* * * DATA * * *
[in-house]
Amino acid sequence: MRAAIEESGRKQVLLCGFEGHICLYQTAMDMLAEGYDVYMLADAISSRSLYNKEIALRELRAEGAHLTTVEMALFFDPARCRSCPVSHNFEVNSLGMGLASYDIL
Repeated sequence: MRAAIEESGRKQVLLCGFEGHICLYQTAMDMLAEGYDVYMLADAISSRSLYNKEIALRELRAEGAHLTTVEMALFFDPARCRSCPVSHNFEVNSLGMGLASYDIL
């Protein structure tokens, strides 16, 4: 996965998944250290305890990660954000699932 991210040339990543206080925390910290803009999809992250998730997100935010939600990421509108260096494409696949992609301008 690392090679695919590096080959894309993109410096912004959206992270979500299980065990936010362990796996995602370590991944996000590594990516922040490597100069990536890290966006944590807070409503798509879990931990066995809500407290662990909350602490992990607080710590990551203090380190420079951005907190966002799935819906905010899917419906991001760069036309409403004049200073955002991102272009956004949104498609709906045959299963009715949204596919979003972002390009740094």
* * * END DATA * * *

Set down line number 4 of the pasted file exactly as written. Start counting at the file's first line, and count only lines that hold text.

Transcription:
């Protein structure tokens, strides 16, 4: 996965998944250290305890990660954000699932 991210040339990543206080925390910290803009999809992250998730997100935010939600990421509108260096494409696949992609301008 690392090679695919590096080959894309993109410096912004959206992270979500299980065990936010362990796996995602370590991944996000590594990516922040490597100069990536890290966006944590807070409503798509879990931990066995809500407290662990909350602490992990607080710590990551203090380190420079951005907190966002799935819906905010899917419906991001760069036309409403004049200073955002991102272009956004949104498609709906045959299963009715949204596919979003972002390009740094």